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How to Assess Software Quality

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The quality practices assessment model (QPAM) can be used to classify a team’s exhibited behavior into four dimensions: Beginning, Unifying, Practicing, and Innovating. It explores social and technical quality aspects like feedback loops, culture, code quality and technical debt, and deployment pipeline.

Janet Gregory spoke about assessing quality using this model at Agile Testing Days 2022.

The quality practices assessment model has ten quality aspects, described in Helping Team Deliver With a Quality Practices Assessment Model.

The behaviour exhibited by teams for each quality aspect, falls into one of four dimensions: Beginning, Unifying, Practicing and Innovating. This does not mean that every quality aspect for a team falls into the same dimension, Gregory mentioned.

Teams in the Beginning dimension have few quality practices in place and lack structure, Gregory explained:

Low-quality code is deployed to production, defects are logged, and the invisible backlog of defects grows. Not all teams are in the same place, some will be more chaotic than others, but pretty much every team knows they want to improve.

In the Unifying dimension, the organization has adopted one or more agile methods forming cross-functional delivery teams:

The teams follow rituals like having daily standups, keeping a product backlog that they regularly refine, or time-boxing their work into iterations. They try to take smaller chunks of work that they can finish by the end of each iteration and are learning to work together as a cross-functional team.

In Practicing, team members feel good because the practices they have learned feel natural, and they consistently deliver value to their customers:

Teams have developed fast and effective feedback loops to pivot quickly when needed. The emphasis is on preventing code defects, so few are found. Those found early are fixed immediately or as high priority in the next iteration. They build quality into the product from the beginning by bringing testing activities forward early in the cycle, and use feedback from their customers to improve their product.

Innovating teams are high performing. Their cycle time is short with customer and business value delivered frequently:

The team knows their market and has high quality defined in identified aspects. They experiment where appropriate and adapt their practices. Self-learning and self-discipline are the norms, with the team consistently striving to learn and improve. Because psychological safety is high, failure is seen as a learning opportunity. The feature development is focused on flow but is thoughtful and based on value to the customer. The team understands and monitors the impact of changes using continual feedback from production usage. Quality is built-in from the start.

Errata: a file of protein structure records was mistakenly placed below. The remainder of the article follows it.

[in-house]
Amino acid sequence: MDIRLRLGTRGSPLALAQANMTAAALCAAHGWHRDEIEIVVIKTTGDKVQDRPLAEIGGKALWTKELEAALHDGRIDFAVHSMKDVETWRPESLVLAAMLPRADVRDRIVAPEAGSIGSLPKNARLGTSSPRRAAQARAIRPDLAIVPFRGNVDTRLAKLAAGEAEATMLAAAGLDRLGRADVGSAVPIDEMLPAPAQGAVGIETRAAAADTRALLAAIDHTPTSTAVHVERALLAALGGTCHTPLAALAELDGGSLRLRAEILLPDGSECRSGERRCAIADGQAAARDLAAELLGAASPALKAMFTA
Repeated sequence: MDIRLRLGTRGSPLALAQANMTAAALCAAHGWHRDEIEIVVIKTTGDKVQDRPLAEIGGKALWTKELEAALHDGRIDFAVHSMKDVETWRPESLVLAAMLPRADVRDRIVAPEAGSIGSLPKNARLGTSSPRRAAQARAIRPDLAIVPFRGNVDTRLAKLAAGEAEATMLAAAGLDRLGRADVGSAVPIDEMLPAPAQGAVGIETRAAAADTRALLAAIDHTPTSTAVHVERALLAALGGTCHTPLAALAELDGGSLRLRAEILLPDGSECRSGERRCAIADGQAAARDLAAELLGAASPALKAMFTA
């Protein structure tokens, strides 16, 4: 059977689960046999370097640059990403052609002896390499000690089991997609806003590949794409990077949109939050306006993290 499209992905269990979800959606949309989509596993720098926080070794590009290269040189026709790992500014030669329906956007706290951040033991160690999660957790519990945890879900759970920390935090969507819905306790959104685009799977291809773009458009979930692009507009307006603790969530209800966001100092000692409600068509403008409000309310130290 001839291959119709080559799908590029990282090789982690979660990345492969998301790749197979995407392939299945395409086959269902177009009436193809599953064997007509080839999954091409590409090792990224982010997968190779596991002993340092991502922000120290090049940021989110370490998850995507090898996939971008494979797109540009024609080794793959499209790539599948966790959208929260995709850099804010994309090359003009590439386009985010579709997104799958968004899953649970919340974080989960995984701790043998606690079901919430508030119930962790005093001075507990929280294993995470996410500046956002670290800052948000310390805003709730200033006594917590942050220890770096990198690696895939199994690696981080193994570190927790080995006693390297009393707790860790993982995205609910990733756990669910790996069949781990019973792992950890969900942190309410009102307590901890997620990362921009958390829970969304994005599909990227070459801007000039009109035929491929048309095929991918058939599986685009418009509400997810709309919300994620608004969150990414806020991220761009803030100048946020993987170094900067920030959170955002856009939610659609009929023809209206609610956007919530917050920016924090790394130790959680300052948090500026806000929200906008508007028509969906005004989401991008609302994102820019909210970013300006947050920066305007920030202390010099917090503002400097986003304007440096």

The hard part is consolidating all the information gathered from the different sources and figuring out discrepancies, Gregory explained:

I like to use a spreadsheet with the different quality aspects and the practices that go with them. That makes it easier for me to compare the findings with each of the dimensions.

The model is only as good as the person using it, and facilitation is a skill, Gregory mentioned. Often when teams try to self-assess, they rank themselves higher than others may see them. That doesn’t mean it’s not a good exercise for teams to try, Gregory said.

The quality practices assessment model is described in the book Assessing Agile Quality Practices with QPAM which Gregory co-authored with Selena Delesie and is listed on Gregory’s publications page.

InfoQ interviewed Janet Gregory about assessing quality.

InfoQ: What tips do you have for assessment facilitators?

Janet Gregory: There are many ways to get information. I use all I can – a combination of process retrospectives, interviewing, observing meetings or workshops, and examining artifacts like user stories and tests.

In our book, we list open-ended questions for facilitators to use. A facilitator needs to listen and observe carefully to be able to extract the information - often, what is not said is as important as what is said.

We are creating a follow-up book as a guide for facilitators which will help anyone conducting the assessment - no promises when, but hopefully in the first half of 2023.

InfoQ: How can we present the results of an assessment?

Gregory: What a facilitator shares will depend on the context, but it is important that the information is anonymous.

If you are an internal facilitator, you likely will gather all your observations, and share what you found so the team can choose what to improve on.

If you are an external facilitator (like I am), you will likely share observations and provide suggestions and recommendations.

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